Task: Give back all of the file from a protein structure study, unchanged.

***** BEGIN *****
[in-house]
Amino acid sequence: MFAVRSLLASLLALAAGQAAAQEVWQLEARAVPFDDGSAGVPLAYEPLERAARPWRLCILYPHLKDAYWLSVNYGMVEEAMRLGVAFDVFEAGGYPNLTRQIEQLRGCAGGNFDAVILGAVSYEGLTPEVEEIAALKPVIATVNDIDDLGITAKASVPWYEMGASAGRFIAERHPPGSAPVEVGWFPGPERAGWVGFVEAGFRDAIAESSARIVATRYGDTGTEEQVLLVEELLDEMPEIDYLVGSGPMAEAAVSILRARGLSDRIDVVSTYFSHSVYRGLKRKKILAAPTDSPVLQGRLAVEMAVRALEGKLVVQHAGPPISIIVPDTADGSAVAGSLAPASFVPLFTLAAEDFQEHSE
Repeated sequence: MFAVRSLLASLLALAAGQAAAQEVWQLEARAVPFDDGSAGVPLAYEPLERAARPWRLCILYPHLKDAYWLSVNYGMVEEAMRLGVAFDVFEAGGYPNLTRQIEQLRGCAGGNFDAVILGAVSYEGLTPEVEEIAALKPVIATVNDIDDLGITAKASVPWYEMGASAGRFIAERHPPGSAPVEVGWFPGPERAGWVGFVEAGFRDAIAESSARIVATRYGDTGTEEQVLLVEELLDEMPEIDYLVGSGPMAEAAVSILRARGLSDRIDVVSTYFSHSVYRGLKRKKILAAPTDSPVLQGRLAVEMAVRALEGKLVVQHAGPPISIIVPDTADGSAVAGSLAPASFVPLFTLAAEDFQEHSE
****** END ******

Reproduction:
[in-house]
Amino acid sequence: MFAVRSLLASLLALAAGQAAAQEVWQLEARAVPFDDGSAGVPLAYEPLERAARPWRLCILYPHLKDAYWLSVNYGMVEEAMRLGVAFDVFEAGGYPNLTRQIEQLRGCAGGNFDAVILGAVSYEGLTPEVEEIAALKPVIATVNDIDDLGITAKASVPWYEMGASAGRFIAERHPPGSAPVEVGWFPGPERAGWVGFVEAGFRDAIAESSARIVATRYGDTGTEEQVLLVEELLDEMPEIDYLVGSGPMAEAAVSILRARGLSDRIDVVSTYFSHSVYRGLKRKKILAAPTDSPVLQGRLAVEMAVRALEGKLVVQHAGPPISIIVPDTADGSAVAGSLAPASFVPLFTLAAEDFQEHSE
Repeated sequence: MFAVRSLLASLLALAAGQAAAQEVWQLEARAVPFDDGSAGVPLAYEPLERAARPWRLCILYPHLKDAYWLSVNYGMVEEAMRLGVAFDVFEAGGYPNLTRQIEQLRGCAGGNFDAVILGAVSYEGLTPEVEEIAALKPVIATVNDIDDLGITAKASVPWYEMGASAGRFIAERHPPGSAPVEVGWFPGPERAGWVGFVEAGFRDAIAESSARIVATRYGDTGTEEQVLLVEELLDEMPEIDYLVGSGPMAEAAVSILRARGLSDRIDVVSTYFSHSVYRGLKRKKILAAPTDSPVLQGRLAVEMAVRALEGKLVVQHAGPPISIIVPDTADGSAVAGSLAPASFVPLFTLAAEDFQEHSE